June 30th marks the mid-point of the calendar year and typically is a time to reflect on business thus far and what can be expected for the remainder of this year. But 2020 isn’t typical. For many businesses, the second quarter of 2020 has been dismal due to COVID-related stay-at-home and closure orders. But, as the saying goes, what’s done is done. So take a realistic look at your numbers for Q2. This will help you to make plans for the remaining two quarters of the year.
1. Your health.
Many business owners have for months been working from home, some still are. If you’re one of them, it’s time for a health check so you’re good to go. Have you been exercising? Have you postponed doctors/dentists appointments that can now be scheduled? How’s your mental health?
2. Your health protocols for staff and customers.
Governments have set certain requirements for the health and safety of employees and customers during the pandemic, which clearly isn’t over. In most locations, there are limits on the number of occupants, the use of masks and other protective equipment, social distancing, and other rules. Be sure that you are in compliance with current rules and stay alert for changes, which are continually happening.
3. Your P&L.
Okay, now is the time to do a reality check on your numbers. Your profit and loss (income) statement shows your revenue and expenses. Are they in line with what you expected, given the constraints related to COVID-19?
4. Your current debt.
Look over your balance sheet to see how much debt you’re carrying. If you took out a loan under the Paycheck Protection Program (PPP), you may be able to reduce the debt by applying for loan forgiveness. Determine whether and to what extent you want to use loan proceeds to pay down or off lines of credit with high interest rates and get rid of existing credit card debt. At the same time, however, be sure you have a line of credit in place should capital be needed for operating expenses or other reasons.
5. Your staffing needs.
If you furloughed or fired employees, now may be the time to bring some or all of them back. It depends on what your business can suspend now and your expectations for Q3. Again, if you took out a loan under the PPP, loan forgiveness hinges in part on retaining/rehiring employees. But there are other staffing strategies to consider if you’re unsure about the future (e.g., using workers through temp agencies).
6. Your employee benefit plans.
Usually, employee benefit plans are fixed for the year. This includes such plans as FSAs, group health insurance, and retirement plans. But the IRS has provided flexibility to employees and employers by permitting certain mid-year changes in 2020.
7. Your inventory.
Review what you have on hand now and what you project to be your needs in Q3. Obviously, your sales to date impact what you decide to do going forward.
8. Your marketing strategies.
Staying in touch with your current customers and developing new ones remains vital regardless of economic conditions. But how you do this depends on your marketing budget and other business considerations. Look over what you’ve been doing and see what changes can be made to optimize your marketing strategies.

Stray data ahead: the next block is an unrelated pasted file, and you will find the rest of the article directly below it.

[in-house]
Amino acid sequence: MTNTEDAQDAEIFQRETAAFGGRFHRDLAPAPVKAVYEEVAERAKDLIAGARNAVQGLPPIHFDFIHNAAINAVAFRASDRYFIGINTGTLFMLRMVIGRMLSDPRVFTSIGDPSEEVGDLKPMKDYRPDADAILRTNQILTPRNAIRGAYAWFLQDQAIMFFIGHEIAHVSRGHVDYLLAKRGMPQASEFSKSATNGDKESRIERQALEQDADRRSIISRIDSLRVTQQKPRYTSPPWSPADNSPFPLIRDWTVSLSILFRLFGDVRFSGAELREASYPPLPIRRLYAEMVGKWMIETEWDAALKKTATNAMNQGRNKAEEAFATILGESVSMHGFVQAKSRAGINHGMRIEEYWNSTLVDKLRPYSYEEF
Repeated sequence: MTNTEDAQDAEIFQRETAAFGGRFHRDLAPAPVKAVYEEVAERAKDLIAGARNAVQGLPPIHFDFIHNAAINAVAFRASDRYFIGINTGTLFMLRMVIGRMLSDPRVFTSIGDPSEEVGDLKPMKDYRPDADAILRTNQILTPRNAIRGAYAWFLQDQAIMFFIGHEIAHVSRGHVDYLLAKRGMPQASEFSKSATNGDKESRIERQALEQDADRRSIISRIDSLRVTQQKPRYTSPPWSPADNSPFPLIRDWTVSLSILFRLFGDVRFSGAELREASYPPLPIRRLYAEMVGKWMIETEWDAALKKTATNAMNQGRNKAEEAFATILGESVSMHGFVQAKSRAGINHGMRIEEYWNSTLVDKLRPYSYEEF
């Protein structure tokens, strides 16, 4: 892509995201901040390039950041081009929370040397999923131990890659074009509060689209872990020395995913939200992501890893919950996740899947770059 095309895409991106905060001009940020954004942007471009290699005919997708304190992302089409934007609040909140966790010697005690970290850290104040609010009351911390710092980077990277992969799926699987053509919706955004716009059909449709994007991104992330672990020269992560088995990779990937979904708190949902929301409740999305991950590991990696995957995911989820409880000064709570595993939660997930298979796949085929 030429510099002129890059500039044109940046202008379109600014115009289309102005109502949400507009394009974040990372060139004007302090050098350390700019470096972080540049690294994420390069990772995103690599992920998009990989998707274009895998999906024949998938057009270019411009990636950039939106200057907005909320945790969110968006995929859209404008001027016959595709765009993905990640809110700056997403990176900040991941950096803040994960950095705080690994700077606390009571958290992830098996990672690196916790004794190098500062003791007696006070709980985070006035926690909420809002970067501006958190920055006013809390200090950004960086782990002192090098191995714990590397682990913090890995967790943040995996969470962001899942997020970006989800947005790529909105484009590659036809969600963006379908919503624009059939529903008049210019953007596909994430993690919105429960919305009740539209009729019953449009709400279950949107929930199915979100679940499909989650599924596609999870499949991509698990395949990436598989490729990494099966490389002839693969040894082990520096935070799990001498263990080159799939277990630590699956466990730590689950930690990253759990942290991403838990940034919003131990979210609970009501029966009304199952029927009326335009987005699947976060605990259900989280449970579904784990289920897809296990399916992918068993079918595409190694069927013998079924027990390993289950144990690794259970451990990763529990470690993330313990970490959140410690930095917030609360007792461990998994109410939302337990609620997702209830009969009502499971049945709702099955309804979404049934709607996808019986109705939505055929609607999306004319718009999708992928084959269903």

9. Your online strategies.
The internet has been a powerful solution during COVID-19 for many business issues. Are you selling online? If you’ve traditionally been a bricks-and-mortar store or a direct seller, you may want to create an online store through your website using Shopify or similar solution. Are you staying in touch with employees/customers online (e.g., through Zoom, GoToMeeting, etc.)?
10. Your budget for Q3.
Given all of the review you’ve done thus far, it’s wise to revise your budget for the next quarter. You may need to scale back on certain expenses. Be sure to keep an eye on changing costs (e.g., rising gasoline prices; changing interest rates).
11. Your advisors.
Have you been in touch with your accountant? Keep in mind that July 15 is a key filing deadline, so make sure you’re prepared. Also discuss tax refund opportunities to which you may be entitled so that you can recoup some cash. Have you talked to your insurance agent? Be sure you have the appropriate coverage for hurricanes or other storms, riots and terrorism, and other events; your current policy may or may not provide protection.
12. Your long-term business goals.
Thus far this year things may not have turned out as you expected. Re-visit your long-term goals for your business … what you expect for the rest of the year and what you hope to accomplish in your business. It may require you to pivot in response to current economic/health/political considerations. Some owners may be thinking more seriously about retirement now, while others are looking to expand in new directions. It’s all about what you want for you and your business.
If you’re still in business in Q3, that says a lot. Unfortunately, thousands of small businesses have been forced to close permanently because of COVID-19 or destruction from rioting. Now you have an opportunity to emerge from poor economic conditions (we’re in a recession) and be poised to take advantage of good times to come.
As Harriet Beecher Stowe said: “Never give up for that is the place and time that the tide will turn.”